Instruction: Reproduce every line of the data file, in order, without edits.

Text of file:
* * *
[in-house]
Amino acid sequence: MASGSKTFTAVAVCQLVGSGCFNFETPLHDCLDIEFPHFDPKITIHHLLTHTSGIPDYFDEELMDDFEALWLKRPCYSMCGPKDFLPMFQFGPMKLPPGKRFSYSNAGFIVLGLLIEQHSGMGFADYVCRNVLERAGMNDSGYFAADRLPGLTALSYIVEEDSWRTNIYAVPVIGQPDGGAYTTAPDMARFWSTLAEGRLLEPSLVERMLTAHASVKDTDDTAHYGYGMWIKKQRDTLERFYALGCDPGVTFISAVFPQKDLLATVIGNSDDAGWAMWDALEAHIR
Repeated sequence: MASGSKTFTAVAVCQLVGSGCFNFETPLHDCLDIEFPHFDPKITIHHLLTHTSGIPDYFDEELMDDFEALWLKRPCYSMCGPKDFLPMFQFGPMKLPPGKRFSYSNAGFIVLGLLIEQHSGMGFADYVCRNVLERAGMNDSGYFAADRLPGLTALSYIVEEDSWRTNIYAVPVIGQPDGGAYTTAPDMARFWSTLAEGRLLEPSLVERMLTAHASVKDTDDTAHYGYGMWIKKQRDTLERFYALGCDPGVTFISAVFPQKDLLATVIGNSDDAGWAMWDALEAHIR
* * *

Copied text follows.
[in-house]
Amino acid sequence: MASGSKTFTAVAVCQLVGSGCFNFETPLHDCLDIEFPHFDPKITIHHLLTHTSGIPDYFDEELMDDFEALWLKRPCYSMCGPKDFLPMFQFGPMKLPPGKRFSYSNAGFIVLGLLIEQHSGMGFADYVCRNVLERAGMNDSGYFAADRLPGLTALSYIVEEDSWRTNIYAVPVIGQPDGGAYTTAPDMARFWSTLAEGRLLEPSLVERMLTAHASVKDTDDTAHYGYGMWIKKQRDTLERFYALGCDPGVTFISAVFPQKDLLATVIGNSDDAGWAMWDALEAHIR
Repeated sequence: MASGSKTFTAVAVCQLVGSGCFNFETPLHDCLDIEFPHFDPKITIHHLLTHTSGIPDYFDEELMDDFEALWLKRPCYSMCGPKDFLPMFQFGPMKLPPGKRFSYSNAGFIVLGLLIEQHSGMGFADYVCRNVLERAGMNDSGYFAADRLPGLTALSYIVEEDSWRTNIYAVPVIGQPDGGAYTTAPDMARFWSTLAEGRLLEPSLVERMLTAHASVKDTDDTAHYGYGMWIKKQRDTLERFYALGCDPGVTFISAVFPQKDLLATVIGNSDDAGWAMWDALEAHIR